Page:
My face is being pushed into the pillow as I once again debate my choice of paying for this service. The last question occurred with her titanium infused fingers digging into my back or was it her pinching my shoulders. Truth be told, I debated this a great deal. And yet, this was one of the better massages I’d experienced in Thailand.
When visiting this wonderful country, a Thai massage is on most people’s list of things to experience. That there are about a million massage places throughout Thailand offering various services at a small price makes this easy to accomplish.
On average, you can find an hour body massage for about $6. You’d probably think, ‘wow, that’s amazingly cheap’ but unlike it’s more expensive, relaxing twin in the States, a Thai massage is a more active and at times painful massage. Likewise, the massage locations (parlor paints a different picture here) may not be as pristine as ones found in the States and the masseuse may be at different level of “training”, but it is cheap!
In a typical Thai massage, you will change into very fashionable Thai “fisherman pants” and a short-sleeve top. Your feet will be washed then you will be directed to lie face-down on a padded mat on the floor that has a pillow. The masseuse will join you on the mat by your feet and begin her (I’ve only had female masseuses) many acts of torture, I mean massage. Her being on the floor with you allows more leverage for pressure and is necessary as her body is typically used as a prop for the many stretches ahead in the session.
The main massage component of a Thai massage would be more accurately described as rhythmic pressure, at times in the form of pinching. The pressure is applied up and down the body part, which would not sound painful yet often turns out to be. What Thai massage is most known for though is the yoga-like positions your body will be arranged in, from mild bends of the arms and legs to the backward backbend, which is always accompanied by a soundtrack of “Relax! Relax!” for me, which is somehow not relaxing. The masseuse will use her body to encourage the desired bend so it is a full contact “sport”. I always leave from a massage feeling a bit more battered but with the hopes that I will feel better the next day, with mild success.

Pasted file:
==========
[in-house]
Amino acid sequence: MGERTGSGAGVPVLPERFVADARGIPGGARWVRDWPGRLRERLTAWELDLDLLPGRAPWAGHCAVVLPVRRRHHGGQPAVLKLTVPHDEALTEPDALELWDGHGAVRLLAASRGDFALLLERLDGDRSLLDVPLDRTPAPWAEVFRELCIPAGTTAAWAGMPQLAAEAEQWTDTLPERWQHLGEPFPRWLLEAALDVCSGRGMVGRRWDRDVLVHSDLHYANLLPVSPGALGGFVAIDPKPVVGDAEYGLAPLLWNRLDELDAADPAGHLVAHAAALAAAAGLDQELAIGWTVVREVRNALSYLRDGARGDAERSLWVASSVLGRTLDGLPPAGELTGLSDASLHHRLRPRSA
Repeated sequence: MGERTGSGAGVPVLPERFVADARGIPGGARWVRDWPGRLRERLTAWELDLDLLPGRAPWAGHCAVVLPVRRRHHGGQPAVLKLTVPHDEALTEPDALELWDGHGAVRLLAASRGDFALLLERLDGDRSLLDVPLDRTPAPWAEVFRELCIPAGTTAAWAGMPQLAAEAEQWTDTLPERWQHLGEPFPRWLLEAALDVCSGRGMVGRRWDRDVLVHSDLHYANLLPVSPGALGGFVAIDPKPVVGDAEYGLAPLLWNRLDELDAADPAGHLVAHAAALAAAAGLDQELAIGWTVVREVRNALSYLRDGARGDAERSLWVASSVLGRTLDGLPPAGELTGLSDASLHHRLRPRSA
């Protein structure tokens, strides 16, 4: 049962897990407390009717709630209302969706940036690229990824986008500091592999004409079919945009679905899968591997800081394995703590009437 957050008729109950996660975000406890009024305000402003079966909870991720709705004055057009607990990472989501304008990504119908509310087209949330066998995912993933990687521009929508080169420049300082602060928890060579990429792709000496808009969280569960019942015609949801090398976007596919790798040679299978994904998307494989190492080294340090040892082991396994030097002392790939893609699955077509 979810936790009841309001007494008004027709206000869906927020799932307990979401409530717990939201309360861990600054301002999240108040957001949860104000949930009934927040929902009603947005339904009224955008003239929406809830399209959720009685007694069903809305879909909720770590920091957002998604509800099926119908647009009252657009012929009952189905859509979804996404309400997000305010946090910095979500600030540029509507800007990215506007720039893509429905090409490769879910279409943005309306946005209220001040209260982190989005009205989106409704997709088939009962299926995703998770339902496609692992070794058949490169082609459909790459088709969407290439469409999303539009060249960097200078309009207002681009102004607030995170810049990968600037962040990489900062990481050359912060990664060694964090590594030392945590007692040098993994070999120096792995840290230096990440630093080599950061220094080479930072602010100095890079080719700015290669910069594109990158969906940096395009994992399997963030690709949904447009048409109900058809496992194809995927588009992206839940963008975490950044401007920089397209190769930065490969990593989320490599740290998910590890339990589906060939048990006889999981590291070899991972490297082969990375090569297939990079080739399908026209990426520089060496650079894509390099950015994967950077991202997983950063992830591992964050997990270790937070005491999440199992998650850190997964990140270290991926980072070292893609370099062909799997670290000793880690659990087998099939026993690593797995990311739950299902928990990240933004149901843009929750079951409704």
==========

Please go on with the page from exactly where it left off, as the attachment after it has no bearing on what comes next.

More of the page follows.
While the traditional Thai massage is the most common, there are certainly a variety of others to choose from including oil massages, heated compresses, and various others per shop. If you are not into a full-body experience most massage locations also have chairs setup for just a foot massage, which typically extends up the calves, or a shoulder massage, again with the rhythmic pressure being applied to the body part in question. It is common to see at the Chiang Mai night markets lines of chairs filled with tourists and locals alike getting foot massages.
And every traditional Thai massage ends with the masseuse closing her hands as if in prayer before using them to karate chop you on the back a few times for good measure. Once you dress and put yourself back together though you are rewarded with a lovely herbal tea to finally relax with. Ready for a massage?